(b Hadleigh, Suffolk, 17
Dec 1825; d London, 7 Oct 1892).
English sculptor and poet.
He ranks with John Henry Foley as the leading sculptor of
mid-Victorian England. He trained with William Behnes and in
1842 enrolled as a student at the Royal Academy, London. In
1844 he exhibited at Westminster Hall, London, a life-size
plaster group, the Death of Boadicea (destr.), in an
unsuccessful attempt to obtain sculptural commissions for
the Houses of Parliament. His earliest important surviving
work is the statuette of Puck (plaster, 1845–7; C. G.
Woolner priv. col.), which was admired by William Holman
Hunt and helped to secure Woolner’s admission in 1848 to the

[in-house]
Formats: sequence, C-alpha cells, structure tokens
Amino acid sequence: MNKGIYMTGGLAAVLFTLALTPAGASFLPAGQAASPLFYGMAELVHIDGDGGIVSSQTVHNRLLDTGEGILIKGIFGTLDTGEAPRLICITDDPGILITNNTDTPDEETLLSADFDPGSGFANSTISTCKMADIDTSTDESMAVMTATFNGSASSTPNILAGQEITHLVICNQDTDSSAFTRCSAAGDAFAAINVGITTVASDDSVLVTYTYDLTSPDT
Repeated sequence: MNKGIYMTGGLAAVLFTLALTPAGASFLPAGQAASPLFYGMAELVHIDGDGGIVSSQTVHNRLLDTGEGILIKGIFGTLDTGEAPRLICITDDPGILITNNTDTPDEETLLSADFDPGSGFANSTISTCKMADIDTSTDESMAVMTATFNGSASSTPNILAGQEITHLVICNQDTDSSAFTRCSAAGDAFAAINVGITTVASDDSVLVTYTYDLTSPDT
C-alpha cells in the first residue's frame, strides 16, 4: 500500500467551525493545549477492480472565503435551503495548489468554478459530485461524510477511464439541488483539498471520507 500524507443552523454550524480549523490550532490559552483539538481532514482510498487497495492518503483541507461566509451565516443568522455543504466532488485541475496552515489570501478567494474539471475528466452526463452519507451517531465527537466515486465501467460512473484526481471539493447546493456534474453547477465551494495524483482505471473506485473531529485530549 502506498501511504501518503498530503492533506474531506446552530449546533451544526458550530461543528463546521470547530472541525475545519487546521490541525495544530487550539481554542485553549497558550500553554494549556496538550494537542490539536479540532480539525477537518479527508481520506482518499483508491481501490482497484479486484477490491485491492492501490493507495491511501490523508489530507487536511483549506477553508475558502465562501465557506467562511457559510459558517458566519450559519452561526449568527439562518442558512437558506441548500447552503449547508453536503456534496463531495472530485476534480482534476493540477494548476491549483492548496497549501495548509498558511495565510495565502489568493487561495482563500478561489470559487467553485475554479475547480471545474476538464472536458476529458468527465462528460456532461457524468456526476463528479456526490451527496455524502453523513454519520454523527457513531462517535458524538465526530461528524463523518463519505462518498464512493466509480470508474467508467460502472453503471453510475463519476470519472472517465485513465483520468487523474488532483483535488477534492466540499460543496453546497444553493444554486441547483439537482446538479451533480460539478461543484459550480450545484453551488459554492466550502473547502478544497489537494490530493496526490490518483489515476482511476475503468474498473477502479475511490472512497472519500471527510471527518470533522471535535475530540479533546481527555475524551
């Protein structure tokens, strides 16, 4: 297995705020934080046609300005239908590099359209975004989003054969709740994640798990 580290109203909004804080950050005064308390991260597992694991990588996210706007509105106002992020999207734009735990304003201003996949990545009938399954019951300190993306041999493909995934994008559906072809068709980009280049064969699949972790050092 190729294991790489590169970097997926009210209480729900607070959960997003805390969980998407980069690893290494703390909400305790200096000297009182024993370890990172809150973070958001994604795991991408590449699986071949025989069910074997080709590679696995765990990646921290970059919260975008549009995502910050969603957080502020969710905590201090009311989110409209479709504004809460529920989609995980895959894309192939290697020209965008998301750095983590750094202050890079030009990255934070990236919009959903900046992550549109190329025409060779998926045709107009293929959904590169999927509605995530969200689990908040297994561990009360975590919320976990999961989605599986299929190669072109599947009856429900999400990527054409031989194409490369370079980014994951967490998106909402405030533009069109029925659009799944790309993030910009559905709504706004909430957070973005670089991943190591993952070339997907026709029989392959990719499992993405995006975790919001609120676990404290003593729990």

Pre-Raphaelite Brotherhood. The work’s Shakespearean theme
and lifelike execution, stressing Puck’s humorous malice
rather than traditional ideal beauty, made it highly
appealing. Although eclipsed by Hunt, John Everett Millais
and Dante Gabriel Rossetti, Woolner was an important figure
in the Brotherhood. He contributed poetry to its journal,
The Germ (1850), and his work was committed to truthfulness
to nature more consistently than that of any other
Pre-Raphaelite, except for Hunt. This is evident in
Woolner’s monument to William Wordsworth (marble, 1851; St
Oswald, Grasmere, Cumbria). This relief portrait, which
conveys both the poet’s physiognomy and his intellect, is
flanked by botanically faithful renditions of flowers,
emphasizing Wordsworth’s doctrine that in Woolner’s words,
‘common things can be made equally suggestive and
instructive with the most exalted subjects’.